Thanks to growth in Africa and the Asia-Pacific region,
For Noko, owner of a small restaurant north of Johannesburg, business skills training courses offered through a program implemented by
Today, her self-confidence, income and ambitions have grown. Noko now has three employees and plans to install a big billboard at the entrance of her town. She’s working on making menus and designing uniforms. And her tripe dish, called mogodu, is bringing in the customers.
“I am very proud of my business and want to attract even more customers, maybe even tourists,” said Noko, 40. “After my training, my eyes have been opened up to great possibilities.”
Bea Perez, Coke's Chief Sustainability Officer, said thriving, sustainable communities are critical for a sustainable business. "And women are absolutely essential to our success,” she added. “We still have a significant amount of work to do, but I am proud of the progress we are making. It’s inspiring when I am able to meet the participants and see firsthand how 5by20 is transforming the lives of women, families and communities around the world.”
5by20 focuses on helping women entrepreneurs across the
In the long run, that helps build sustainable communities, says Therese Gearhart, president,
“An educated, successful and empowered woman creates a ripple effect throughout her community when she can afford her children’s education, provide basic medical needs for her family and help support and mentor other women entrepreneurs,” said Gearhart. “The entire community benefits.”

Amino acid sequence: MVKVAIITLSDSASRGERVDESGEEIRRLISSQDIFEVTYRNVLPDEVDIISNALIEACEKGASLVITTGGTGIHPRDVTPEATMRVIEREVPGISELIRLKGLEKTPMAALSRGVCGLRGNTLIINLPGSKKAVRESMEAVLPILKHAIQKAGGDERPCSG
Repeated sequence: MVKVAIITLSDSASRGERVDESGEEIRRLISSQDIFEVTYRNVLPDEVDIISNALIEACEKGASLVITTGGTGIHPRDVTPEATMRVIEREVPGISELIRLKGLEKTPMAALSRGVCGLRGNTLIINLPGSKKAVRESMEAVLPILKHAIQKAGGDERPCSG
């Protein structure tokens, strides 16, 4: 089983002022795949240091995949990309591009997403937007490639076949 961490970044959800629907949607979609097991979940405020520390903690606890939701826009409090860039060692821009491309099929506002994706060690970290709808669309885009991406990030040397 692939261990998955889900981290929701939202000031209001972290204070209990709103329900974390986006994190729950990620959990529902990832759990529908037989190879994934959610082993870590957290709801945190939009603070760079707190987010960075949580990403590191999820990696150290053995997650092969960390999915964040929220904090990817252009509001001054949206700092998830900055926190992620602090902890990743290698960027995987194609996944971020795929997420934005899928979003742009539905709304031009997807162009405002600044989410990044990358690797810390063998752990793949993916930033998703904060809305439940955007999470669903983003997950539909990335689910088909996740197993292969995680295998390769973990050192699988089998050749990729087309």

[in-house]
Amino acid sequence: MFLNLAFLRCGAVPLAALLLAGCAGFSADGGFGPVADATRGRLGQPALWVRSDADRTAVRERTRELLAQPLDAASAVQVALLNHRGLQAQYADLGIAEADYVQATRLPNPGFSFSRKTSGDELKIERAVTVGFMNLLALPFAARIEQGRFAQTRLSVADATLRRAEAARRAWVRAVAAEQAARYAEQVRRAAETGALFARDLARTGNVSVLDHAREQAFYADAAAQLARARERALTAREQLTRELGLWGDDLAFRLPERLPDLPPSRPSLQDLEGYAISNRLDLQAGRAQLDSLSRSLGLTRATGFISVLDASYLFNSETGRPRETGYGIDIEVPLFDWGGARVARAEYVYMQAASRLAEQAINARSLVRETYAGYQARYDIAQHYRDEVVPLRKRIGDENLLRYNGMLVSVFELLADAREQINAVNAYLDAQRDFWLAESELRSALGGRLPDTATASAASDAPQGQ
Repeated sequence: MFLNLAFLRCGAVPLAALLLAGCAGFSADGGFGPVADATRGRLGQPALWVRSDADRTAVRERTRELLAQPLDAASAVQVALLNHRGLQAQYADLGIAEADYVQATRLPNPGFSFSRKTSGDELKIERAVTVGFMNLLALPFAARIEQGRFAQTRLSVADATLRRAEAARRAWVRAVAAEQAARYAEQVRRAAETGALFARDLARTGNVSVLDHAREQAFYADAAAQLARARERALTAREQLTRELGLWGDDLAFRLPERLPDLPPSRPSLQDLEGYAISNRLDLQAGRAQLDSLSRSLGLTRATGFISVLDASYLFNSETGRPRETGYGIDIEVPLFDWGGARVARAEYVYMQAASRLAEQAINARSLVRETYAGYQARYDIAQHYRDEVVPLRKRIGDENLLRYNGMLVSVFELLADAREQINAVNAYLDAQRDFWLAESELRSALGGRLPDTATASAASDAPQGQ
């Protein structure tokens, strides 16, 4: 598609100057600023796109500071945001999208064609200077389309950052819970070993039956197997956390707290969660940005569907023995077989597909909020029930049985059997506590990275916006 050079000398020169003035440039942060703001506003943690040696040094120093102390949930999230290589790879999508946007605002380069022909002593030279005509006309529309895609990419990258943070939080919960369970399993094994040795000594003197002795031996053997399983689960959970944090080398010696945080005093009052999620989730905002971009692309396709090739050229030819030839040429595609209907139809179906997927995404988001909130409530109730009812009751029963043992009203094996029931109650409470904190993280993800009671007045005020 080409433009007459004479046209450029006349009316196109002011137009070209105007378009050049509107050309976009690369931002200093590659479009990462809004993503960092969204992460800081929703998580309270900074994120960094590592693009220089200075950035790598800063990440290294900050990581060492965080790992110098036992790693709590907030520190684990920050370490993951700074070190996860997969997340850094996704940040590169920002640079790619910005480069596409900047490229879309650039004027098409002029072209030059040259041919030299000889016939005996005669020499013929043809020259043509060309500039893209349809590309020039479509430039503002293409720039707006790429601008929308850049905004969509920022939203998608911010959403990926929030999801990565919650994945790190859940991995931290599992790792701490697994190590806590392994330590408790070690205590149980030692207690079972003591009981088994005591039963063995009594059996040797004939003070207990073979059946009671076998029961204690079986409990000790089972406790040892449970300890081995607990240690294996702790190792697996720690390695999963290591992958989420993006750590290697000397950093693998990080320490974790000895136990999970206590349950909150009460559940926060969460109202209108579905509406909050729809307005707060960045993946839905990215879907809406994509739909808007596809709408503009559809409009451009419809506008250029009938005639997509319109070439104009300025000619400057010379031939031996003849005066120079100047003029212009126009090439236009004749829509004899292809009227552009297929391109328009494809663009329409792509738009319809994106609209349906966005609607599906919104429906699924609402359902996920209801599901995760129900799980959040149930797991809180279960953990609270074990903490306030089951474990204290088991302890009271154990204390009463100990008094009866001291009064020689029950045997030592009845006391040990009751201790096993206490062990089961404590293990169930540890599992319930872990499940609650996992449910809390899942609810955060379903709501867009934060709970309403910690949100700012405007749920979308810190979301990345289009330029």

Results on the Ground: South Africa
- The participants saw an average 44 percent growth in business sales and a 23 percent average jump in personal income.
- On average, the women became more able to afford basic expenses such as children’s education, medical visits and clothing. About two-thirds of participants said they were able to put money in savings each month.
- More than half (54 percent) of participants reported their business improved “a lot” as a result of the training.
- More than 90 percent of the women said they were confident they would keep their businesses open and will be able to grow.
More on Journey
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Coca-Colain Fight Against HIV/AIDS
- Reflections on Davos: It's Not Just Women Who Are Working Towards Gender Equality
- Bottling Up Diversity: How Coke is Bringing More Gender Balance to its Operations
- Progress Report Reviews U.S. Beverage Companies’ Work to Cut Beverage Calories Per Person by 20 Percent by 2025